Alumni Profile

Raphael Henderson '82

Not a Volunteer Raphael Henderson ’82 may be a banker, but he isn’t the tight-lipped, buttoned-down type. First vice president and regional investment manager at California Federal Bank,

this 14-year veteran of bank brokerage spends about 20 hours a month helping various people and organizations, including disadvantaged youths wanting to attend Henderson’s alma mater.
But don’t call him a volunteer. “That’s someone who does something with no compensation,” Henderson insists. “There are plenty of rewards for what I do.”
Take, for instance, his help to young minorities whom he guides through their application to USC and consequent studies. “The reward is seeing the kids graduate and now work using their USC education,” he says. “It’s the opportunity to have an impact. That’s reward in itself.”

Los Angeles born and bred, Henderson has rooted for Trojans his entire life. “My dad always took me to football games when I was growing up,” he says. “To me, the university has always been part of the community.”
But it was his experience as a USC student that first connected Henderson to his current activities. As an undergraduate, he was a field rep for now State Sen. Teresa Hughes and a counselor with USC Mini College, an immersion program for local junior high students.
“After I graduated, it just seemed natural to become a volunteer recruiter. About 15 or so students have come through with my help,” says Henderson, whose philosophy as a recruiter-mentor is of the compassionate but “no-excuses, you-have-to-discipline-yourself” school.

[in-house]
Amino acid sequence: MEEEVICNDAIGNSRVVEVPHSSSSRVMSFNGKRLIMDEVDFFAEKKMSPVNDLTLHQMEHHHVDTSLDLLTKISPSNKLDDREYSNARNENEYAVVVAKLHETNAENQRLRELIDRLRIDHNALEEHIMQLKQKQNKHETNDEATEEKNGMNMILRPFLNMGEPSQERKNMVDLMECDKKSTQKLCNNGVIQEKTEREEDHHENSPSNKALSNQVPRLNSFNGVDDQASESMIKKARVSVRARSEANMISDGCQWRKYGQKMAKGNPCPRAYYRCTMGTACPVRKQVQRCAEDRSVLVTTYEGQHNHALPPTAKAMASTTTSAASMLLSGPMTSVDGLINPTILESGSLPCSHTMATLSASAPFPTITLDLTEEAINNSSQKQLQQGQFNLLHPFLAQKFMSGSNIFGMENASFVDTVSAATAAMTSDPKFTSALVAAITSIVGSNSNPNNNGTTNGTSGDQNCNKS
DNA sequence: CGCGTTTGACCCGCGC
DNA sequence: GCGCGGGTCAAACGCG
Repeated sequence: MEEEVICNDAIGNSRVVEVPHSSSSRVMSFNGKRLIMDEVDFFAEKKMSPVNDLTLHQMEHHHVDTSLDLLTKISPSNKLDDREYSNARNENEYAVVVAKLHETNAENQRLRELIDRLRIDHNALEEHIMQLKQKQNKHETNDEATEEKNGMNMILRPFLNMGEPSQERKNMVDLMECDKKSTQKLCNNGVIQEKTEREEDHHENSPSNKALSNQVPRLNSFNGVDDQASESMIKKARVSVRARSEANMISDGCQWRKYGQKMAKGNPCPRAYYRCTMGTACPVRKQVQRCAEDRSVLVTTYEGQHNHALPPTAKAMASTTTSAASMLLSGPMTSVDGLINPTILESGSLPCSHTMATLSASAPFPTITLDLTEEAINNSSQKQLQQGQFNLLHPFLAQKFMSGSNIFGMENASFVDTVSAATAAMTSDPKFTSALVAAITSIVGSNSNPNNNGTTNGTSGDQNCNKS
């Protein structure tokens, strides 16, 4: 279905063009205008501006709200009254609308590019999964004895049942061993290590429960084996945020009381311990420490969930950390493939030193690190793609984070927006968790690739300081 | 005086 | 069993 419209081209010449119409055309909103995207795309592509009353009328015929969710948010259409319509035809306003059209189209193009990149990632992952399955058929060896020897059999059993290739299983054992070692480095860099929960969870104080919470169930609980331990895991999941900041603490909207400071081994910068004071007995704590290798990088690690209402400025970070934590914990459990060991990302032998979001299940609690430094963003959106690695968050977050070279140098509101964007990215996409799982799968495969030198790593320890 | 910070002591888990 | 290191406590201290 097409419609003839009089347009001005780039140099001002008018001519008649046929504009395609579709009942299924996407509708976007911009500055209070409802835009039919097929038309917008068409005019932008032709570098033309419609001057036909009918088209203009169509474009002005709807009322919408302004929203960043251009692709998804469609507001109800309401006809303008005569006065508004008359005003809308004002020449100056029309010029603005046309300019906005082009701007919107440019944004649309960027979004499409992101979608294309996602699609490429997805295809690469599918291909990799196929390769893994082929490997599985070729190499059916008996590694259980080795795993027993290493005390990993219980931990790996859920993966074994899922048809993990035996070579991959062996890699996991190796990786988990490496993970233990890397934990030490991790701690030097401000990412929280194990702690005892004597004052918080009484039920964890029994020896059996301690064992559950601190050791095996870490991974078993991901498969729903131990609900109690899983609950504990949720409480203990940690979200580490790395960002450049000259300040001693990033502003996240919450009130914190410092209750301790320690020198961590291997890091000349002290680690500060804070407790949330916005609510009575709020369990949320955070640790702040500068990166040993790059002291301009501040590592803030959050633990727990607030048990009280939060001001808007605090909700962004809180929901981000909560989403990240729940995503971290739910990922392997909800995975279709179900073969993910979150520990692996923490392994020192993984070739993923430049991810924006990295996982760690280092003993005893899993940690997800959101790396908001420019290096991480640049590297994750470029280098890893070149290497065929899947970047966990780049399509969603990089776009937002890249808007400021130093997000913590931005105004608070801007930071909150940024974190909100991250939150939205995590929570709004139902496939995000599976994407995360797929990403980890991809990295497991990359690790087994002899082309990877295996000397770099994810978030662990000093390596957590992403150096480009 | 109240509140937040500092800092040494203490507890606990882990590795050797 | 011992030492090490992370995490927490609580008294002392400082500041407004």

Such self-reliance is Henderson’s message in the business world, too. Near the Cal Fed branches he manages in Watts, Inglewood and East Los Angeles, he moonlights as an investment educator, teaching people in the community how to make their money grow.
“We don’t need to depend on any other resource than ourselves,” he tells his classes. Henderson gets a kick out of introducing new investors to the thrills of the market. “It’s great to see people contribute $50 a month to something,” he says.
For these and his other outreach efforts, Henderson was recently honored as one of four Proven Achievers — an award given annually by radio station KJLH and Disneyland recognizing distinguished individuals in Southern California’s minority communities. Meanwhile, the State Senate has appointed him to its Advisory Commission on Cost Control in State Government.
No, Henderson certainly isn’t the buttoned-down, tight-lipped banker type. “I’ll talk about investing at churches, senior citizen centers, inner-city schools,” he says. “I’ll even talk about it at a bus stop, if someone will listen.”


 

 

 


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